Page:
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A Close Call Hog Hunting with an Airgun

By: Tom Claycomb

A couple of weeks ago, a good buddy of mine, Bill Olson, publisher for Texas Outdoors Journal, lined us up an airgun hunt with Adventures Missions and Retreats Properties on one of their ranches in Menard, Texas. I was going to use the new Umarex .50 cal. Hammer on axis deer and then switch to the Umarex Air Saber and hog hunt. The air saber is like an airgun that shoots arrows-at 450 fps. That’s fast.

Bill called on a Wednesday and told me to grab a plane ticket and fly into San Antonio the next Tuesday. D-day soon hit, and Air Olson (Bill’s truck) picked me up and we were off. The first night we stopped in Uvalde to meet Bob Zaiglin, who is a world-famous whitetail deer biologist. It was interesting meeting him.

I hadn’t been to Uvalde in decades. I used to go to school at Texas A&M and was on their rodeo team. We were at a college rodeo in Uvalde, and right after the bell rung, I got thrown under my horse, and he stomped me pretty bad. The hospital in Uvalde couldn’t handle my injuries, so I ended up in the hospital in San Antonio. That brought back a lot of old memories.

We ate dinner with Bob and then went by his house to look at his trophy room. We had an enjoyable evening. The next morning, we headed to Menard, hit the ranch, sighted in our guns and then jumped in a blind.

We were going to hit the axis deer and Aoudad sheep first and then hogs. We set up a Slow Glow to get the hogs coming in and were going to give it a few days to get hit. I lose track of the hunts, but after a couple of days we had run back to the lodge after the morning hunt. We ate lunch, and Robert asked me if I wanted to do a spot/stalk hunt for axis deer. Yeah! It was warming up, so by now so the axis would be bedded down under the brush.

We went out to a pasture where Robert had been seeing a lot of axis deer. We were creeping along, stopping ever so often to glass with our Riton Optics 10x42 binocs. No need for a spotting scope because half the time we couldn’t see 50 yds. We were walking slowly, stopping every 40 ft. and kneeling down glassing ahead under the mesquite thickets to see if we could spot one of the huge racks of an axis deer sticking up above the vegetation.

We must have been moving along pretty quiet because we got within 20 feet of a boar on his bed. He jumped up and shot out of the brush like a bullet. Robert excitedly hissed, “Hog!” When spotting/stalking, I keep my scope cranked down to 4x so I can take a fast shot. If something is way out there, you should have time to crank it up.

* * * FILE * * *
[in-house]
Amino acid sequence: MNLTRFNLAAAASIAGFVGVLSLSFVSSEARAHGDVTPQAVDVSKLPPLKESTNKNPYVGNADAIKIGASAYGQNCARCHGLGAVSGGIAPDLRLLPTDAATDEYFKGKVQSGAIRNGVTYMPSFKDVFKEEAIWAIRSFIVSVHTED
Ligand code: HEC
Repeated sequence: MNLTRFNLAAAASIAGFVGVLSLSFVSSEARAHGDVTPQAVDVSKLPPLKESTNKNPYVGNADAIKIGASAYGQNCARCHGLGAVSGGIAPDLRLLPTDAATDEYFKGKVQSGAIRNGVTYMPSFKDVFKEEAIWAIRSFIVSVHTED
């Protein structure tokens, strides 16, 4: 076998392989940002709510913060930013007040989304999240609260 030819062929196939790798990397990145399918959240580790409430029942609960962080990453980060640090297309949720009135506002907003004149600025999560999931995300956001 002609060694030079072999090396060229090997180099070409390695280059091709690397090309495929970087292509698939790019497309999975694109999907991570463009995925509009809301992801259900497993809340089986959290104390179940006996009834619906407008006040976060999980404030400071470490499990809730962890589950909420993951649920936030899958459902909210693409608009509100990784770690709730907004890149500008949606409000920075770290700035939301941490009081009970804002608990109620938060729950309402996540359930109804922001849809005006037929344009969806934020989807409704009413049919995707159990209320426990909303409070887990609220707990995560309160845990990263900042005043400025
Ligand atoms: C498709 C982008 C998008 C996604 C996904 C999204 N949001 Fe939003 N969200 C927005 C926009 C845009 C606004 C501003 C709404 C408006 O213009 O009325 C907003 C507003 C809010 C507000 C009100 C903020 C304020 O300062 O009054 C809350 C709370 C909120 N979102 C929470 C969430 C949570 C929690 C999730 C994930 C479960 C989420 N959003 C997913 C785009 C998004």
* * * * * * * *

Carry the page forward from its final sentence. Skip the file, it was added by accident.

I threw up my .50 cal. Hammer and hit him in the rear end. The big 350 gr. slug flattened him. Impressive. But in a hot second, he jumped up and charged downhill straight at us. Robert yelled, “He’s charging!” I jacked in another pellet. The Hammer has a 2-shot magazine. He was coming down the slope at a full charge. The brush stopped about 10 feet from me. I didn’t want to shoot at him in the brush and take a chance of the bullet deflecting, so I was going to wait until he hit the edge of the brush.

At 17 feet he went down. I don’t know if he stumbled and fell or what, but I shot him again right fast and ran up and shot him behind the ear with my .44 mag, and he was down for the count. Wow, that was exciting. Don’t even have to go hog hunting in Texas, -- they come hunting you!

We drug him down to where we could get the truck to him and took him back to the lodge and hung him up. We took pics and then skinned him out right fast. I had a prototype of the new Professional Boning Knife that Knives of Alaska is just coming out with. I’ve been working with them on developing it and am excited to see it hit the market, probably by the time this article prints.

In 30 minutes, we had a pile of meat. Upon getting home I smoked the forequarter and wow, it was the best smoked ham I’d ever had. Katy and I made chopped BBQ sandwiches, and the forequarter didn’t last long. That’s the first big game animal I’ve ever killed with an airgun. I’m all into hunting big game with air rifles now. What a blast.

I'd advise buying an Air Venturi Nomad II portable air compressor to charge your air rifle instead of two air tanks. That way you're not limited to being close to a skin diving shop, and you can recharge your air rifle while out in the field.

Texas is probably the perfect state for hunting big game with an air rifle. I say that because due to all the heavy brush in many of the locales, 50 yds. is a long shot. That’s a perfect range for air rifles.

Just like when hunting with your bow or blackpowder rifle, you’ll want to shoot them through the lungs/heart and wait 20-30 minutes after a shot to start tracking your animal. Don’t expect the knock down power you have with your trusty ole’ 30-06. But with that said, I didn’t have over a 35 yd. track all week.

Tom Claycomb III is a product tester for outdoor manufacturers, hunter, and outdoor writer, writing from Idaho.

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